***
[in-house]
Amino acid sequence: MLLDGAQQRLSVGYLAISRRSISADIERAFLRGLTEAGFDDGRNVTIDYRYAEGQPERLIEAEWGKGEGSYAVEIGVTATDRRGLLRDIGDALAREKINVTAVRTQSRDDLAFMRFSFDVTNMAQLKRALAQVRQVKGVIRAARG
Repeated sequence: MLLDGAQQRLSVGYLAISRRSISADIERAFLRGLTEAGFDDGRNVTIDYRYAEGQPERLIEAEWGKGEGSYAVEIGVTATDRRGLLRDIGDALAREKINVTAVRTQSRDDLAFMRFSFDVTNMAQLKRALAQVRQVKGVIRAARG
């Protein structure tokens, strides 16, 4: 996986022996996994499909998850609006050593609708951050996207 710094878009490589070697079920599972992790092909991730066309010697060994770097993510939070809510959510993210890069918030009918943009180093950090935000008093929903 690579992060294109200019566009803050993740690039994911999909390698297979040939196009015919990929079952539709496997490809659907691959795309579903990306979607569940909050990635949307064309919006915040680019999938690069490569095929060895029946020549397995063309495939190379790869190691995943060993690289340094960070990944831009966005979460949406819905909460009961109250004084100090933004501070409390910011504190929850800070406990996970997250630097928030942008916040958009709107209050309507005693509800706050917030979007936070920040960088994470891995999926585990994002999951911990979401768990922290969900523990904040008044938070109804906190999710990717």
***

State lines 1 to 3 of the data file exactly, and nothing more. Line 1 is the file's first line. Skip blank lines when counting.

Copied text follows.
[in-house]
Amino acid sequence: MLLDGAQQRLSVGYLAISRRSISADIERAFLRGLTEAGFDDGRNVTIDYRYAEGQPERLIEAEWGKGEGSYAVEIGVTATDRRGLLRDIGDALAREKINVTAVRTQSRDDLAFMRFSFDVTNMAQLKRALAQVRQVKGVIRAARG
Repeated sequence: MLLDGAQQRLSVGYLAISRRSISADIERAFLRGLTEAGFDDGRNVTIDYRYAEGQPERLIEAEWGKGEGSYAVEIGVTATDRRGLLRDIGDALAREKINVTAVRTQSRDDLAFMRFSFDVTNMAQLKRALAQVRQVKGVIRAARG